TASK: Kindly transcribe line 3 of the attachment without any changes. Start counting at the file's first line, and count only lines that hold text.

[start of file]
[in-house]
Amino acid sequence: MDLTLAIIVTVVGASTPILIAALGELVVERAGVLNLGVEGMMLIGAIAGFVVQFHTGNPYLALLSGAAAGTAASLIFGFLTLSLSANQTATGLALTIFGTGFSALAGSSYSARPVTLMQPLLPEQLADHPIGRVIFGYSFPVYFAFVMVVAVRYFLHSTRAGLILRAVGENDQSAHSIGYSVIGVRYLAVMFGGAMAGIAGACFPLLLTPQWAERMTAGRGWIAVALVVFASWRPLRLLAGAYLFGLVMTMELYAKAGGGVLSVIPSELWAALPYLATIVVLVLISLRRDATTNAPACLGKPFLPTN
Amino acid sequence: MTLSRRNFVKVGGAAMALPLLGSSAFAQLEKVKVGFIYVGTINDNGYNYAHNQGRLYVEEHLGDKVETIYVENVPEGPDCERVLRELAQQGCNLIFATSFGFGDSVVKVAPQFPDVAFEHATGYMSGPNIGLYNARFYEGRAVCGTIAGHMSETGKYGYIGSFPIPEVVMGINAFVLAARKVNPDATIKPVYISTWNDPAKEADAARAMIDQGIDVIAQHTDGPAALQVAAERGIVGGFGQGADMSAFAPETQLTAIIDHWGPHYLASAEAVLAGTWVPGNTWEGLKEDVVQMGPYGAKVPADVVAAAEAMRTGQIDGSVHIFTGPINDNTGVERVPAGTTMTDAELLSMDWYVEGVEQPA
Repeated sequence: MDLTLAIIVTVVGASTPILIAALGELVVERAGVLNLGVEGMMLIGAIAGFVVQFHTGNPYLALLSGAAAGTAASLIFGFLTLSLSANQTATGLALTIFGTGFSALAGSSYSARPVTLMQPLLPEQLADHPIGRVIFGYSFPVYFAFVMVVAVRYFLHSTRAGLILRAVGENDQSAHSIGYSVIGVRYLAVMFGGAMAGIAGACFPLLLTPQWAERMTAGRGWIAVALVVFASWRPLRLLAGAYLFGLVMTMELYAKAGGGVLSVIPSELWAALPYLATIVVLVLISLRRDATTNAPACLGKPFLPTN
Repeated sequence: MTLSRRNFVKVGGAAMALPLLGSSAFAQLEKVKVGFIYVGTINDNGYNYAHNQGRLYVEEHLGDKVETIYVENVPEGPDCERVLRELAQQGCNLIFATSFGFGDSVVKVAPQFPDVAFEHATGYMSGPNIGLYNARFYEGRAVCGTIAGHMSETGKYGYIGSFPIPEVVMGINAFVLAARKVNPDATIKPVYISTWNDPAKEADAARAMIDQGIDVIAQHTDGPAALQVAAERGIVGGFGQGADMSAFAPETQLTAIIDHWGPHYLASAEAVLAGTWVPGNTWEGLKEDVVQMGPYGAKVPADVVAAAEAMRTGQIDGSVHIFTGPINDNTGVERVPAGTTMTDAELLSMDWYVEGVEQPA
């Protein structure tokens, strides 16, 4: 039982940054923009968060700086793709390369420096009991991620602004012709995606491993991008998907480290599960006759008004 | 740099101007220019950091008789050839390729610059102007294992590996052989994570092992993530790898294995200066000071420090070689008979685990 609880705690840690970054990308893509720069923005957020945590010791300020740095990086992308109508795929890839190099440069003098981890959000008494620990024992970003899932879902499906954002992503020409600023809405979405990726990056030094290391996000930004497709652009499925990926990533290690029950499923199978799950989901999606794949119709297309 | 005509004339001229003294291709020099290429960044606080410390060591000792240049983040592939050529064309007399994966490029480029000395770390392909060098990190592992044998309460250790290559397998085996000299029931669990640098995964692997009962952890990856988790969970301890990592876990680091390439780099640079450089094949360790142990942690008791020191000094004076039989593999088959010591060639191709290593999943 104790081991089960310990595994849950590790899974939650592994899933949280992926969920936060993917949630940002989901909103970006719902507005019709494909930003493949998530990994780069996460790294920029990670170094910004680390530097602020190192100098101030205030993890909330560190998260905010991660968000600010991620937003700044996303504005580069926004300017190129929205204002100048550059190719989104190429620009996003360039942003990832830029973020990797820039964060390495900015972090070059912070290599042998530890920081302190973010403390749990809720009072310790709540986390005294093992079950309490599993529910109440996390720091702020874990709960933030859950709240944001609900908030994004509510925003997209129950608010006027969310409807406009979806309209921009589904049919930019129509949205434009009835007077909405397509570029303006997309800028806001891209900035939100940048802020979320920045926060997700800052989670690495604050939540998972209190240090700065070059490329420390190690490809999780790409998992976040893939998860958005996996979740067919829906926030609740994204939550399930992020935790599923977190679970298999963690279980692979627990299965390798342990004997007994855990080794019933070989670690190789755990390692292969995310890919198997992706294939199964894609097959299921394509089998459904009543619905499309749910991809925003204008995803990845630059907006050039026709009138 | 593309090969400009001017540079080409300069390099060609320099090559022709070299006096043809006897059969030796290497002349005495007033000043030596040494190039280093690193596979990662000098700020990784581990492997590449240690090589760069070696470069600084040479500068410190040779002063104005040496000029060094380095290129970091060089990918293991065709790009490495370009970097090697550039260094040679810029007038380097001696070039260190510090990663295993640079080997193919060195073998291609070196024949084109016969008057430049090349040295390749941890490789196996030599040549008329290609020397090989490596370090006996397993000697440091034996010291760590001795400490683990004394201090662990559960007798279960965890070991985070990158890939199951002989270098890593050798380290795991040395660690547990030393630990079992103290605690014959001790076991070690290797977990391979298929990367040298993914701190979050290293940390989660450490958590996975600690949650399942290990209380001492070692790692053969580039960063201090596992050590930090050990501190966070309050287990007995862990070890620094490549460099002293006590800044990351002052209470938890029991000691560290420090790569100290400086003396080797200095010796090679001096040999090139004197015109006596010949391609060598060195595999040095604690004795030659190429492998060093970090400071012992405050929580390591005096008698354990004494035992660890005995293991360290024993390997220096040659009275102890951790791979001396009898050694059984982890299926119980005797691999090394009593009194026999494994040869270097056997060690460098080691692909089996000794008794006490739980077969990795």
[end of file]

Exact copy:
Amino acid sequence: MTLSRRNFVKVGGAAMALPLLGSSAFAQLEKVKVGFIYVGTINDNGYNYAHNQGRLYVEEHLGDKVETIYVENVPEGPDCERVLRELAQQGCNLIFATSFGFGDSVVKVAPQFPDVAFEHATGYMSGPNIGLYNARFYEGRAVCGTIAGHMSETGKYGYIGSFPIPEVVMGINAFVLAARKVNPDATIKPVYISTWNDPAKEADAARAMIDQGIDVIAQHTDGPAALQVAAERGIVGGFGQGADMSAFAPETQLTAIIDHWGPHYLASAEAVLAGTWVPGNTWEGLKEDVVQMGPYGAKVPADVVAAAEAMRTGQIDGSVHIFTGPINDNTGVERVPAGTTMTDAELLSMDWYVEGVEQPA